#61 – Event Report – Sweeping away the yellow: the life and fate of Chinese Sex Workers

 

SPEAKER

ZHANG Lijia 张丽佳, Writer, Journalist and Public Commentator

 

“Lotus” is a work of fiction inspired by Zhang Lijia’s grandmother who, on her deathbed, confessed that she was a sex worker in her youth. Sold into prostitution at the age of 14, Zhang’s grandmother was only bought out of the business by Zhang’s grandfather to become his concubine. Upon discovering this part of her family history, Zhang Lijia’s committed to learning more about prostitution in China. Once the research began, Zhang Lijia realized China’s social problems and transformation in the past decades were all entangled with the question of sex workers. The book itself was written in English because Zhang sees herself as playing a role in bridging China with the outside world, and making the book accessible to a wider readership is one way to contribute to that mission. Moreover, prostitution can be used as a window to explore the social tensions within contemporary Chinese society.

 

As modernization and urbanization in China have developed, so too has the  prostitution industry. Zhang’s idea to begin her book started in Shenzhen, where the growing population of businessmen led to an increased demand for sex workers. The illegality of sex work made Zhang’s research fraught with difficulties; it was difficult for Zhang to create bonds with the sex workers and have sustained relations because of their transient lives and tendency to disappear without notice.

 

The majority of urban sex workers are unskilled women migrating from rural areas. Many of these migrant women have had family problems, such as but not limited to failed marriages, unwanted pregnancies, and abuse. Unable to receive any social welfare, they resort to prostitution to survive, sometimes through friends already working in the business in massage parlors. Their families rarely know their real jobs. While the majority of the women enter the sex industry due to financial desperation, this is not the case for the urban upper class; for them, it is often a choice to earn a good income working in a high-end place. At the top of the prostitution pyramid are women that do it for emotional, not financial, purposes. Although many women become more assertive with the power brought by money, Lijia pointed out there are better ways to empower women than through sex work.

 

The slang term for sex workers in Chinese is the word “chicken”. The use of this degrading word is also a reflection of how they are seen by society. Many send money to their families in order not only to help them, but also to improve their social status in their family’s eyes. Prostitution is considered one of the six social problems in China and as a result, these women have no voice. That was the purpose of the book. These women are multidimension; their lives are hard and they long for human connection, but they are not always miserable, finding some joy in what the cities can offer and from acts of kindness from clients. “Pretty Woman” is still a fantasy and going back to find someone in the countryside is very unlikely. Due to the lack of Chinese NGOs addressing the issue and the legal invisibility of prostitutes, many women have to create close relations with their co-workers in order to receive some support.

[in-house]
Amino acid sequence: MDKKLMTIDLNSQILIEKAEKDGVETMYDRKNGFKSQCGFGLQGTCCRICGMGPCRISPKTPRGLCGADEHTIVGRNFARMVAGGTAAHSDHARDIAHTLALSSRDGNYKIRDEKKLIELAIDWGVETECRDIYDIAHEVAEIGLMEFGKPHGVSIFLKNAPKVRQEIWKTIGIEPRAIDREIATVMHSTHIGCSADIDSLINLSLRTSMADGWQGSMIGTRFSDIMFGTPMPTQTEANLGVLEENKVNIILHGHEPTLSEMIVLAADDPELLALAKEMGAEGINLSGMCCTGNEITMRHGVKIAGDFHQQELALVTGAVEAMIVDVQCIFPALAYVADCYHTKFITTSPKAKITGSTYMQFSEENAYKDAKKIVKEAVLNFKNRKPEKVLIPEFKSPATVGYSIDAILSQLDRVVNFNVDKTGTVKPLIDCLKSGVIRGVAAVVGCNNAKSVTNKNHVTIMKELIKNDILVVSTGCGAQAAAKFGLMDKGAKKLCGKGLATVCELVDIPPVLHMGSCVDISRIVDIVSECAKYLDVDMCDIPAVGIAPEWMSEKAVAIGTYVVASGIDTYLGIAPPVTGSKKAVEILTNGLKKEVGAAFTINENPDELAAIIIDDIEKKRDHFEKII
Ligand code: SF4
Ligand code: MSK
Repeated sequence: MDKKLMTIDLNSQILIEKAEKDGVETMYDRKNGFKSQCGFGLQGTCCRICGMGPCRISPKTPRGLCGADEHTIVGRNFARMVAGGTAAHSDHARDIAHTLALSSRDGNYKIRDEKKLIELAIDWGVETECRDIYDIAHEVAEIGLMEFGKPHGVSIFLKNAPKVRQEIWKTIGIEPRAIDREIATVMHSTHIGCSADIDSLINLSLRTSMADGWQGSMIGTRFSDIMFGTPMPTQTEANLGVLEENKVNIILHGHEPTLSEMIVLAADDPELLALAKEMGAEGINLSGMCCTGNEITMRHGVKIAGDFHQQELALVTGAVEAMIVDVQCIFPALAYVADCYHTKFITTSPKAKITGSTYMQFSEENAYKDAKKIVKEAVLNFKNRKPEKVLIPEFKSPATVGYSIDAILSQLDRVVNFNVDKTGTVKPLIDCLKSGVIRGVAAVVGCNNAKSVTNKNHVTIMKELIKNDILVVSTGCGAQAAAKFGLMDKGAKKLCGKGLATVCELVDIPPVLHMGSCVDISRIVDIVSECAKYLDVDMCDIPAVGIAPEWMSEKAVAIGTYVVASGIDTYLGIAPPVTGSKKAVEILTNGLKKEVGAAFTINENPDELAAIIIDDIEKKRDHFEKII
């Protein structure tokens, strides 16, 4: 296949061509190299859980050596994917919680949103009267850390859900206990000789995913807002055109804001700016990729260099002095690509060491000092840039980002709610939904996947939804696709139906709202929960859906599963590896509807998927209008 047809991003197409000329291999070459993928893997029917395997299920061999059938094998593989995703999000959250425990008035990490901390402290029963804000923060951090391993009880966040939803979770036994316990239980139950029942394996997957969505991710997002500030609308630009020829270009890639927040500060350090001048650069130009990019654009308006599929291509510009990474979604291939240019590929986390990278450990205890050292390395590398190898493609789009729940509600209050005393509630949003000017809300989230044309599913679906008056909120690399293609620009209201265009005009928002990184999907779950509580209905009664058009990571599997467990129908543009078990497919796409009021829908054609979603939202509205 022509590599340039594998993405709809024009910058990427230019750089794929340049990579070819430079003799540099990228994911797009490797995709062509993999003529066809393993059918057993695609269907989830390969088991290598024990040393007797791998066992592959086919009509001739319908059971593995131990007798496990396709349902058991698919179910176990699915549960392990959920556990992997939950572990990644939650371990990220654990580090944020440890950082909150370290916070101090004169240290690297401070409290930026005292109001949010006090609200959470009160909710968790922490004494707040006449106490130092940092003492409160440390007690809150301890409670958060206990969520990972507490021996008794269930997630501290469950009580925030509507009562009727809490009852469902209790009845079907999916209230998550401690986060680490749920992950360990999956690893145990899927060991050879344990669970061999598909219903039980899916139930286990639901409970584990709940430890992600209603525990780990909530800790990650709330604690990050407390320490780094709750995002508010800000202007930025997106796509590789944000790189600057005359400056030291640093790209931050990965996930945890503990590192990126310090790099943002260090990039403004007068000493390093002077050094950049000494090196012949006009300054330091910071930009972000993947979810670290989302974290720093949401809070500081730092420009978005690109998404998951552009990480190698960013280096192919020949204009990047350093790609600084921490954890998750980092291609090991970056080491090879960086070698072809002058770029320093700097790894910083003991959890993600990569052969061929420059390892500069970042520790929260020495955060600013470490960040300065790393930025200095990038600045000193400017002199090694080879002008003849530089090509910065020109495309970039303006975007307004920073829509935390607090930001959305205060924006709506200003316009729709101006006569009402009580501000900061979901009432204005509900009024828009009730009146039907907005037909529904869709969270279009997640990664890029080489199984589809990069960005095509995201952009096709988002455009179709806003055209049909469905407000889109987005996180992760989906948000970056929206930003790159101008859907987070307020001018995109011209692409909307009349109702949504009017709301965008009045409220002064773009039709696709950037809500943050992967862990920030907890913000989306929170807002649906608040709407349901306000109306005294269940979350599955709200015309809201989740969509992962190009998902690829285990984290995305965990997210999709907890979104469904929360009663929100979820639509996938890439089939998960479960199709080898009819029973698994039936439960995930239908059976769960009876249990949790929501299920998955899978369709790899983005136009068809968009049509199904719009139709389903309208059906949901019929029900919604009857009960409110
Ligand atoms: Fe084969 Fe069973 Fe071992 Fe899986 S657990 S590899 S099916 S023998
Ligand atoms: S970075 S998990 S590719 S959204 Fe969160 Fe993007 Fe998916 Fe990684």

Classism has played an important role in the development of prostitution. In the old days, men kept concubines in part to show status. Today, China’s economic growth has enabled, if not itself drive, the expansion of prostitution in urban areas. Moreover, the transition from a communist to a market economy has seen the reduction of the social safety net. The government has allowed the market to take over, but the market hasn’t filled this vacuum. As a result, with the income gap between men and women widening in China, middle-aged women in vulnerable situations have been greatly affected. In the lower middle class areas, older women are more commonly working as prostitutes.

 

China will not legalize prostitution while it calls itself socialist, but it may be able to decriminalize when there is consent. In any society, prostitution offers a great path to corruption, and in China, where police violence and harassment have been the greatest problems for these women, this is poignantly true. The crackdowns don’t act on the root of the problem and the government doesn’t offer help to them afterwards either.

 

Chinese feminism has different views on prostitution. The Communist Party introduced the first feminist movement in China soon after the revolution. As a result, it has usually been a top-down approach to gender equality. Chinese feminism, however small it may be, is becoming increasingly popular and maintains its grassroots connection.

 

Where are the men in this story? Male sex workers do exist, but they are far more expensive. Their clients are often rich women who find the prostitutes through agencies, not on the streets. The other, more predominant way in which men participate is by being clients. Clients are typically young men and are quite often migrants. If caught by the police, they are likely to receive insignificant punishment. The rise of STDs continues to be a problem, particularly for older men.

 

Zhang Lijia concluded the conversation by recalling that many of the sex workers she had met sought refuge and hope in Buddhism or Christianity. Notably, there is limited research in China on the role of spirituality in the lives of sex workers. Religion provides a ritualized purification, especially with issues regarding moral conflict. For sex workers, religion can also offer a sense of community when society has rejected or, worse yet, erased their existence.

 

 

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